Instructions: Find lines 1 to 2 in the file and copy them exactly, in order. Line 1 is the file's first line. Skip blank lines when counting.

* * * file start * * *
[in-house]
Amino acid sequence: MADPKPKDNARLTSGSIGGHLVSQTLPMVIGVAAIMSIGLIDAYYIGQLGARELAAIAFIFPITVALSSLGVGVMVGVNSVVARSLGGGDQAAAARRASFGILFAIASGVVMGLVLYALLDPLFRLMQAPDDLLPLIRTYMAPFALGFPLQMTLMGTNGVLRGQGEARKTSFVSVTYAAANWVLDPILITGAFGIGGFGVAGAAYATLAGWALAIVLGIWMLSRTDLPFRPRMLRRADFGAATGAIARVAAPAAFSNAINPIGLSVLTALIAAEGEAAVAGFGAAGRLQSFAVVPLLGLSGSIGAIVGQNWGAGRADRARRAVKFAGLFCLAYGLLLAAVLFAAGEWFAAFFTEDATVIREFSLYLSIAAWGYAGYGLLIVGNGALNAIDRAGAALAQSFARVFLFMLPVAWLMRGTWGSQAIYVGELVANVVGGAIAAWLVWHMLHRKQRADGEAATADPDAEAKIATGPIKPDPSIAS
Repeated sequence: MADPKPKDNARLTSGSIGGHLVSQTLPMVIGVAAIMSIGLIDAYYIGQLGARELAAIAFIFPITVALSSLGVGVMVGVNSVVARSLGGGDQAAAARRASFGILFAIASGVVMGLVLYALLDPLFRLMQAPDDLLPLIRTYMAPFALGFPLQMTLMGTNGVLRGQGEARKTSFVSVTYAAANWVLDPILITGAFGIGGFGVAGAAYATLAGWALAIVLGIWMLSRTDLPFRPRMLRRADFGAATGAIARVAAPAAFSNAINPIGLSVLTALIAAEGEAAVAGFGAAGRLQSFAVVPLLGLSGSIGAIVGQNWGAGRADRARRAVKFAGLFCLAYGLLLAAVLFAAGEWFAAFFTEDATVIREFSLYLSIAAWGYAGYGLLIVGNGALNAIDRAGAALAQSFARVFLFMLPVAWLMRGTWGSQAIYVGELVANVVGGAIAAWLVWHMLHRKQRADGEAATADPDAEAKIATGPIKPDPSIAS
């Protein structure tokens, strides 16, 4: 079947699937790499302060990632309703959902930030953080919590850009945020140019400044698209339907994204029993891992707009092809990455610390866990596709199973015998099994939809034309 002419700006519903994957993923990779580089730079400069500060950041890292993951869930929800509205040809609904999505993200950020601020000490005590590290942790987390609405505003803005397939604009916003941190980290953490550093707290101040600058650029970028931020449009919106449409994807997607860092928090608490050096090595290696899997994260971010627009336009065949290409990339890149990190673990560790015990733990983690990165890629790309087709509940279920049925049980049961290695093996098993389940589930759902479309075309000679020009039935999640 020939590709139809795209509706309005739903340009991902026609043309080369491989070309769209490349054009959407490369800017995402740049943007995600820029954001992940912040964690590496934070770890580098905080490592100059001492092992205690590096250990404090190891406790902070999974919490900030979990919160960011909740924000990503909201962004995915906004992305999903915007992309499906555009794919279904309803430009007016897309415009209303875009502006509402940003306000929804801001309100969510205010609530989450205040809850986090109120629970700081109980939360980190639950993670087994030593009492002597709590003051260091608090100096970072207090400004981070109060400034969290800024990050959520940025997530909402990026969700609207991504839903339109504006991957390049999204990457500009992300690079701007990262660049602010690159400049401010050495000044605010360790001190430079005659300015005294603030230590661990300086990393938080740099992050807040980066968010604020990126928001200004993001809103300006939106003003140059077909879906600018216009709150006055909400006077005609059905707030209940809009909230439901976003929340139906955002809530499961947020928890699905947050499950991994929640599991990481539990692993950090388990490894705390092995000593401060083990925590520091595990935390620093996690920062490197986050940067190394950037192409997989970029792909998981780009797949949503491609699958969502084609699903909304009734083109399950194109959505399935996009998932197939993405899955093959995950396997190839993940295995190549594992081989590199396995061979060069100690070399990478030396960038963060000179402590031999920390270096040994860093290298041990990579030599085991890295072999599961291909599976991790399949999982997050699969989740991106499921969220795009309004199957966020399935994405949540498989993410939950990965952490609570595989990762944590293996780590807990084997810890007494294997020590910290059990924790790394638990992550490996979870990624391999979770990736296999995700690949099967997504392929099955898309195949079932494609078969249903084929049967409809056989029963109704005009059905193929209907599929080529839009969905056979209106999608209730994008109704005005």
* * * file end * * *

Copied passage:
[in-house]
Amino acid sequence: MADPKPKDNARLTSGSIGGHLVSQTLPMVIGVAAIMSIGLIDAYYIGQLGARELAAIAFIFPITVALSSLGVGVMVGVNSVVARSLGGGDQAAAARRASFGILFAIASGVVMGLVLYALLDPLFRLMQAPDDLLPLIRTYMAPFALGFPLQMTLMGTNGVLRGQGEARKTSFVSVTYAAANWVLDPILITGAFGIGGFGVAGAAYATLAGWALAIVLGIWMLSRTDLPFRPRMLRRADFGAATGAIARVAAPAAFSNAINPIGLSVLTALIAAEGEAAVAGFGAAGRLQSFAVVPLLGLSGSIGAIVGQNWGAGRADRARRAVKFAGLFCLAYGLLLAAVLFAAGEWFAAFFTEDATVIREFSLYLSIAAWGYAGYGLLIVGNGALNAIDRAGAALAQSFARVFLFMLPVAWLMRGTWGSQAIYVGELVANVVGGAIAAWLVWHMLHRKQRADGEAATADPDAEAKIATGPIKPDPSIAS